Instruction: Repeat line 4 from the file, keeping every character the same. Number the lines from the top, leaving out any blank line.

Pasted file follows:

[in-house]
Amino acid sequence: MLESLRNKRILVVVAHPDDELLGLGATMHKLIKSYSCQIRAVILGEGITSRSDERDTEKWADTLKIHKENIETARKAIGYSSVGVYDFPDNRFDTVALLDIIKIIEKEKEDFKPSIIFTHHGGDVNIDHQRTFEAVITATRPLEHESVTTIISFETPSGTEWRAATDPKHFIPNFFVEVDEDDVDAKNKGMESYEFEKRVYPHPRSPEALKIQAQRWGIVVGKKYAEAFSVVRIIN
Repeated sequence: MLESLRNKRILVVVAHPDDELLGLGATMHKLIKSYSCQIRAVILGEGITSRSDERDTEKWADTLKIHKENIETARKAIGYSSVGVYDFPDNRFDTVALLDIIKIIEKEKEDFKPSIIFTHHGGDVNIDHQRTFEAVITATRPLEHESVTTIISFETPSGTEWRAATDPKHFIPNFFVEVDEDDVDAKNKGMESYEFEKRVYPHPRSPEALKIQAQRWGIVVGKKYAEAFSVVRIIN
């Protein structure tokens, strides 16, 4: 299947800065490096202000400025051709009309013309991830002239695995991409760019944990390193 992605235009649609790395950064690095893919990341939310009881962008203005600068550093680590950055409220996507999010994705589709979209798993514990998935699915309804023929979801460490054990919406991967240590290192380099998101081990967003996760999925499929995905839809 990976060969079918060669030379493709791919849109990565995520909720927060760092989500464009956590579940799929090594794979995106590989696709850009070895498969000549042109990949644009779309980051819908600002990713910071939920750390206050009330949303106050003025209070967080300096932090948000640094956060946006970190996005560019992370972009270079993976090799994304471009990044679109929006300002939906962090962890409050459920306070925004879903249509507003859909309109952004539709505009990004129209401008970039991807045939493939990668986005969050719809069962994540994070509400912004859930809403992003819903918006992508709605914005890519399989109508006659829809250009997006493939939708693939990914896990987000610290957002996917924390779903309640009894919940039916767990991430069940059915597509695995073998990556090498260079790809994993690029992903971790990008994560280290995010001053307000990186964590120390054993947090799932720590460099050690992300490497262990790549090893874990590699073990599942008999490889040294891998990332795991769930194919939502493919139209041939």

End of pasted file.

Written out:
């Protein structure tokens, strides 16, 4: 299947800065490096202000400025051709009309013309991830002239695995991409760019944990390193 992605235009649609790395950064690095893919990341939310009881962008203005600068550093680590950055409220996507999010994705589709979209798993514990998935699915309804023929979801460490054990919406991967240590290192380099998101081990967003996760999925499929995905839809 990976060969079918060669030379493709791919849109990565995520909720927060760092989500464009956590579940799929090594794979995106590989696709850009070895498969000549042109990949644009779309980051819908600002990713910071939920750390206050009330949303106050003025209070967080300096932090948000640094956060946006970190996005560019992370972009270079993976090799994304471009990044679109929006300002939906962090962890409050459920306070925004879903249509507003859909309109952004539709505009990004129209401008970039991807045939493939990668986005969050719809069962994540994070509400912004859930809403992003819903918006992508709605914005890519399989109508006659829809250009997006493939939708693939990914896990987000610290957002996917924390779903309640009894919940039916767990991430069940059915597509695995073998990556090498260079790809994993690029992903971790990008994560280290995010001053307000990186964590120390054993947090799932720590460099050690992300490497262990790549090893874990590699073990599942008999490889040294891998990332795991769930194919939502493919139209041939």